In Tuesday’s Wall Street Journal, the indispensable Bret Stephens explained why an Iran deal–which he still regards as unlikely–would be worth less than the paper on which it is printed. Should President Barack Obama emerge, Neville Chamberlain-like, and wave the page on the tarmac, Stephens warns that the agreement will be highly technical, using the opacity of specifics to impress the West while delaying, then blocking enforcement.
There are other reasons to doubt the value of any deal with Iran. For one thing, Iran has defied UN Security Council resolutions on nuclear enrichment for a decade. The interim deal signed late last year, and the long-term deal now under negotiation, both allow Iran to enrich uranium up to a point. So Iran has already been rewarded for breaking the most serious international agreements–why should it behave differently in future?
Another reason an Iran deal would be worthless is that the regime may be violating even the interim deal under which talks are taking place. According to Reuters, some U.S. experts believe that Iran has violated the deal by developing technology for faster uranium enrichment, as described in the recent report of the International Atomic Energy Agency (IAEA). The uncooperative behavior of the Iranians makes it tough to know for certain.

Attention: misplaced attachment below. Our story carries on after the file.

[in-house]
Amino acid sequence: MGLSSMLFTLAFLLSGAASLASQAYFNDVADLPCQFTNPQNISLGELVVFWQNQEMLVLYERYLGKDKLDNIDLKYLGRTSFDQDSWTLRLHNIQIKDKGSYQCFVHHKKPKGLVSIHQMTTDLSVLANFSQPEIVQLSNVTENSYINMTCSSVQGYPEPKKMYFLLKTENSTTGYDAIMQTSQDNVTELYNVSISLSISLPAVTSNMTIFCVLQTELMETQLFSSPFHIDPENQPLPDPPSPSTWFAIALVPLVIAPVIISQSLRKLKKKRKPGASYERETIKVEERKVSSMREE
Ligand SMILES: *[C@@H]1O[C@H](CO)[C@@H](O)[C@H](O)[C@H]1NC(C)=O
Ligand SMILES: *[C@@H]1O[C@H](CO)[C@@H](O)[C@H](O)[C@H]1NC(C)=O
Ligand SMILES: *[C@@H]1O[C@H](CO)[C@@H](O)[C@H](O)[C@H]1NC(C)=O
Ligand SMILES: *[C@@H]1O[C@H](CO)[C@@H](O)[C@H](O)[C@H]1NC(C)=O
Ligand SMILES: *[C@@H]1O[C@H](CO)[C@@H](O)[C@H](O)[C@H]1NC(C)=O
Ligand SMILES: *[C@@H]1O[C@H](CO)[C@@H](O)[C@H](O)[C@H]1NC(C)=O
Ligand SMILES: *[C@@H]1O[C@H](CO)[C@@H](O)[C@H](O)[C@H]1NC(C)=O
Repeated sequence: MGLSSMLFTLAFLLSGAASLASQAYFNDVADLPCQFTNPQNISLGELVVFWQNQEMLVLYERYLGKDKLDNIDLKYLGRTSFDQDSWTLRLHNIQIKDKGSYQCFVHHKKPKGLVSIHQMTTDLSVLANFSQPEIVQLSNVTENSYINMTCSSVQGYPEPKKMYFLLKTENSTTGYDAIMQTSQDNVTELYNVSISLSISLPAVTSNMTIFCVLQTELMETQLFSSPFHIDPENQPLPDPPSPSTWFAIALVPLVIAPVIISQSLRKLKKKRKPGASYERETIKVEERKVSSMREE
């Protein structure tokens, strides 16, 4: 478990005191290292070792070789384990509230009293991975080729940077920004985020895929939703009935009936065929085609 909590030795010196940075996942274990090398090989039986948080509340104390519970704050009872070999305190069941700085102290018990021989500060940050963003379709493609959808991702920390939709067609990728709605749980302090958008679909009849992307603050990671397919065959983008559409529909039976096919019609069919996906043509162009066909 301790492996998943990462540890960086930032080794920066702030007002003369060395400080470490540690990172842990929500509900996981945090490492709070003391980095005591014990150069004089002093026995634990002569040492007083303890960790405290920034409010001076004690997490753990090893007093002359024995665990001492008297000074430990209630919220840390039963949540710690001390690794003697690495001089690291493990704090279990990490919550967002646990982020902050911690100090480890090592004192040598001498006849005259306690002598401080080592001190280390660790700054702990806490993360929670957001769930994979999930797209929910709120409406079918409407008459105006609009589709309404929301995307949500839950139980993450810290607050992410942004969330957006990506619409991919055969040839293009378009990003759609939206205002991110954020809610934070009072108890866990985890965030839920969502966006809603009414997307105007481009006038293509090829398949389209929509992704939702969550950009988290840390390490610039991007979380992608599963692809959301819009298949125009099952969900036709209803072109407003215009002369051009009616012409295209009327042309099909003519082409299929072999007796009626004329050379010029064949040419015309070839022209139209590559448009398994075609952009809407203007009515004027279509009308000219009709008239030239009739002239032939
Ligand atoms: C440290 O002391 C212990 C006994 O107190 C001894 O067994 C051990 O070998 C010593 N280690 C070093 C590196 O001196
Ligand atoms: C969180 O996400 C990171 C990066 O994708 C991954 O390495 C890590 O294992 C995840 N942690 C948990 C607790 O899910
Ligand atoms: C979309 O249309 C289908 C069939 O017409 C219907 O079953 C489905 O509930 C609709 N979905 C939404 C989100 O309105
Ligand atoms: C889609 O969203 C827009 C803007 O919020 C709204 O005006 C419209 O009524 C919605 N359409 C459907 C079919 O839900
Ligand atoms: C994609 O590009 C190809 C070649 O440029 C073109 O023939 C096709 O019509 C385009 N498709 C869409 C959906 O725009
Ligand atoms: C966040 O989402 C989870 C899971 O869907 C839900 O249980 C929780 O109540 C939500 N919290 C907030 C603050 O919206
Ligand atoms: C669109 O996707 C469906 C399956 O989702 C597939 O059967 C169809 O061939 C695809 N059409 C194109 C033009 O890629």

Finally, there is the fact that the American bargaining posture has been terribly weak. The news that President Barack Obama sent a letter directly to Ayatollah Ali Khamenei, ostensibly offering to cooperate against Islamic State terrorists, possibly in exchange for a nuclear deal, leads the regime to believe that the U.S. is prepared to seek peace at any price. That, in turn, will invite violations of any future deal, regardless of the hopeful rhetoric.
Senior Editor-at-Large Joel B. Pollak edits Breitbart California and is the author of the new ebook, Wacko Birds: The Fall (and Rise) of the Tea Party, available for Amazon Kindle.
Follow Joel on Twitter: @joelpollak